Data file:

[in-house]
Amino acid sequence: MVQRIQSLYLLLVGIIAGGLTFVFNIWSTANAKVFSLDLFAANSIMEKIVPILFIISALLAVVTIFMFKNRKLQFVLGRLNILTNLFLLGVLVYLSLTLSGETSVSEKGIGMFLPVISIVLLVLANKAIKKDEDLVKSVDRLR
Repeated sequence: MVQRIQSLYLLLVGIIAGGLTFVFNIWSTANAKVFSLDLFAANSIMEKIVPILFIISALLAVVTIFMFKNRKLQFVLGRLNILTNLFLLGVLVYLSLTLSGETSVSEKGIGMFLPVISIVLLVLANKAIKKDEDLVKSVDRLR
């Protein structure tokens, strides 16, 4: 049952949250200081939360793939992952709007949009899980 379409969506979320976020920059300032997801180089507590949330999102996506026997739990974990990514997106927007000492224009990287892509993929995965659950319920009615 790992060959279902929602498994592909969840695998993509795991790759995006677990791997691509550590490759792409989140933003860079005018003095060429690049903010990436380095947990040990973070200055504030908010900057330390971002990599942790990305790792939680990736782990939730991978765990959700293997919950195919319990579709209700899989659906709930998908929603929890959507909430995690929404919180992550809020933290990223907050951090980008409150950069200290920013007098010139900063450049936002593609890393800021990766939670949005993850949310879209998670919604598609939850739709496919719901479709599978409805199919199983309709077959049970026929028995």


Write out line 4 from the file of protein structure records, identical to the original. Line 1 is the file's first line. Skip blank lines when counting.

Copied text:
């Protein structure tokens, strides 16, 4: 049952949250200081939360793939992952709007949009899980 379409969506979320976020920059300032997801180089507590949330999102996506026997739990974990990514997106927007000492224009990287892509993929995965659950319920009615 790992060959279902929602498994592909969840695998993509795991790759995006677990791997691509550590490759792409989140933003860079005018003095060429690049903010990436380095947990040990973070200055504030908010900057330390971002990599942790990305790792939680990736782990939730991978765990959700293997919950195919319990579709209700899989659906709930998908929603929890959507909430995690929404919180992550809020933290990223907050951090980008409150950069200290920013007098010139900063450049936002593609890393800021990766939670949005993850949310879209998670919604598609939850739709496919719901479709599978409805199919199983309709077959049970026929028995």